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Bethany Evangelical
Lutheran Church

Ishpeming, Michigan † Est. 1870

 
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Transfiguration 02/11/2018

One of the things I’ve tried to do in the years I’ve been a pastor, is to make the churches I’ve served places where you don’t have to check your brain at the door when you walk in. I was greatly inspired by some of the teachers I had at seminary, some of the smartest people I’ve even been around, people whose intellect didn’t get in the way of their faith. They could reason and question and think, especially about the Bible, and still remain faithful. I learned that to be a good Christian you don’t have to believe that everything in the Bible happened just that way because the Bible isn’t so much about historic truth as theological truth, truth about God and so biblical authors take remembered events and use imagination to convey that truth. I learned that Christian faith was more than unthinkingly believing things that are hard to believe.

Anyway, that has been an important part of my faith journey and some of you have told me it’s been helpful to you as well, the idea that it’s OK to think and ask questions, even doubt sometimes, that the path of the intellect and reason can be part of the journey. What I’ve been finding more and more, really for a few years now, is that the journey goes on, and for me anyway, the path of the intellect and reason doesn’t seem to be the end of the journey. You perhaps notice that things like mystery and poetry and imagination work into my sermons quite often, things that aren’t always reasonable.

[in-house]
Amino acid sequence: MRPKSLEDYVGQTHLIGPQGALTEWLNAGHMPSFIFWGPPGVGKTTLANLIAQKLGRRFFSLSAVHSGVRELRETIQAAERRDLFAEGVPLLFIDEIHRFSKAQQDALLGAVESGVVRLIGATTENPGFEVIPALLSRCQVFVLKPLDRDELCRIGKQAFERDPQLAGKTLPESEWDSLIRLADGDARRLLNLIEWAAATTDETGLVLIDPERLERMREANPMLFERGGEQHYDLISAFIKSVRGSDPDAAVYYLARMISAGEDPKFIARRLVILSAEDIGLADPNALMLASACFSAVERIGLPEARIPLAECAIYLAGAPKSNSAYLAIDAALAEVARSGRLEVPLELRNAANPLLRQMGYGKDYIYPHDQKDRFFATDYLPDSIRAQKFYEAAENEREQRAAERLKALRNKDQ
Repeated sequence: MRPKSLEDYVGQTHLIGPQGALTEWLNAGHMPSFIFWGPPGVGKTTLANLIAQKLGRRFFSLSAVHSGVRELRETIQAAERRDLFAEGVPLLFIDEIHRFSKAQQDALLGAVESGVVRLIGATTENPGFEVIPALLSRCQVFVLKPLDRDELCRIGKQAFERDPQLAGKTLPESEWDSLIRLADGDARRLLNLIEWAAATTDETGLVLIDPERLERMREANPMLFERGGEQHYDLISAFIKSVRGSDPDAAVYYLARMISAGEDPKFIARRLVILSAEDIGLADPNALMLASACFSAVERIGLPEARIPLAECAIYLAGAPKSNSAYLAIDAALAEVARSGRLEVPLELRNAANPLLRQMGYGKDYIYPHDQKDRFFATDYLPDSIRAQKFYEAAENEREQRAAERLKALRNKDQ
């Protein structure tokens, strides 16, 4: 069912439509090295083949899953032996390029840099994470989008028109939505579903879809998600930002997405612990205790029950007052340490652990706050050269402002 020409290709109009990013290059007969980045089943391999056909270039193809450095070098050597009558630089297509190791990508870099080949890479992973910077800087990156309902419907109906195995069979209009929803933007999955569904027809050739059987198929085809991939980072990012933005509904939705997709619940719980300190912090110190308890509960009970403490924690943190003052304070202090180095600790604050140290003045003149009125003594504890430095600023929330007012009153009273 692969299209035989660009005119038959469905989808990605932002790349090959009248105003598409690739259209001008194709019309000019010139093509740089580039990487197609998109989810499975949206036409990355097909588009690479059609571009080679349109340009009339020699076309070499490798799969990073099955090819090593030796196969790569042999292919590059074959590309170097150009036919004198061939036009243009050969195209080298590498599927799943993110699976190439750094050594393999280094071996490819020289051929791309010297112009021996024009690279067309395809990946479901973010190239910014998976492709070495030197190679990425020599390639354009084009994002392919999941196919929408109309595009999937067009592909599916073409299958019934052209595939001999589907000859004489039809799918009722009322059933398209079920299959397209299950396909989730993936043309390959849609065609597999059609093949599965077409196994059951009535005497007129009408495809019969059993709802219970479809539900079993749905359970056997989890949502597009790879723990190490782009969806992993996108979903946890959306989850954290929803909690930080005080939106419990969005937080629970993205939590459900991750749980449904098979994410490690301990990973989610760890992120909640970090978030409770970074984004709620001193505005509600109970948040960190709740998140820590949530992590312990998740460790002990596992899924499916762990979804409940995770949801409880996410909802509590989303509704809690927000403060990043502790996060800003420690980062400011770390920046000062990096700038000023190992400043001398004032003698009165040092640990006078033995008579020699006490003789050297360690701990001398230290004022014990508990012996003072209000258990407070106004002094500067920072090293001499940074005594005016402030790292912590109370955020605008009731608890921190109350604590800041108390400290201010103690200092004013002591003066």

I just finished reading a book by a theology professor from Pittsburgh Theological Seminary, who spent a year in Russia, mostly immersing himself in the life of the Russian Orthodox Church. As an ordained Presbyterian minister he acknowledges that there are many positive results of the Reformation but one result that he highlights as not so positive is what he calls the disenchantment of Protestant churches as compared to the Orthodox Church and to some extent the Catholic Church. Now if enchantment is understood as superstition that claims miraculous powers for certain icons or for the bones, the relics of saints, things like that, then disenchantment would not be a bad thing, but that’s not really what he’s talking about.

He’s talking about enchantment as the ability to create a sense of wonder that enables you to imagine things differently and find truth beyond what human intellect and reasoning can figure out, beyond the who, what, when and where facts on the ground. On one end that enchantment gets lost in biblical literalism which does result in check your brains at the door religion, requiring you to believe things that are hard to believe; on the other end it gets lost when reading the Bible and studying theology becomes mostly an intellectual head trip, just another subject to study.